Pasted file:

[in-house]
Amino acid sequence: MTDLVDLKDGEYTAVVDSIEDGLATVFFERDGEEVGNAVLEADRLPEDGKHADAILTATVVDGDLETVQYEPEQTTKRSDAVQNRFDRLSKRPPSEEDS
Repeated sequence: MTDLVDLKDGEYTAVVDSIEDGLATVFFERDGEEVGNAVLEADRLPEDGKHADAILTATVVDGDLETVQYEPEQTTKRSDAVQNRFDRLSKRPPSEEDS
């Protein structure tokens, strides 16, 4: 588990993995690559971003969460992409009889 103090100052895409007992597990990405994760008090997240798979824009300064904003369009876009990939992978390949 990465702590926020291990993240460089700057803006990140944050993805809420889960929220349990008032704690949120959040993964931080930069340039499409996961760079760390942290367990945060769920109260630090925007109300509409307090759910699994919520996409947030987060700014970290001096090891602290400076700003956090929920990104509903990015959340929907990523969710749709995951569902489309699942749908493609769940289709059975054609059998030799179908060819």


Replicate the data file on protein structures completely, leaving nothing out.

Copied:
[in-house]
Amino acid sequence: MTDLVDLKDGEYTAVVDSIEDGLATVFFERDGEEVGNAVLEADRLPEDGKHADAILTATVVDGDLETVQYEPEQTTKRSDAVQNRFDRLSKRPPSEEDS
Repeated sequence: MTDLVDLKDGEYTAVVDSIEDGLATVFFERDGEEVGNAVLEADRLPEDGKHADAILTATVVDGDLETVQYEPEQTTKRSDAVQNRFDRLSKRPPSEEDS
């Protein structure tokens, strides 16, 4: 588990993995690559971003969460992409009889 103090100052895409007992597990990405994760008090997240798979824009300064904003369009876009990939992978390949 990465702590926020291990993240460089700057803006990140944050993805809420889960929220349990008032704690949120959040993964931080930069340039499409996961760079760390942290367990945060769920109260630090925007109300509409307090759910699994919520996409947030987060700014970290001096090891602290400076700003956090929920990104509903990015959340929907990523969710749709995951569902489309699942749908493609769940289709059975054609059998030799179908060819």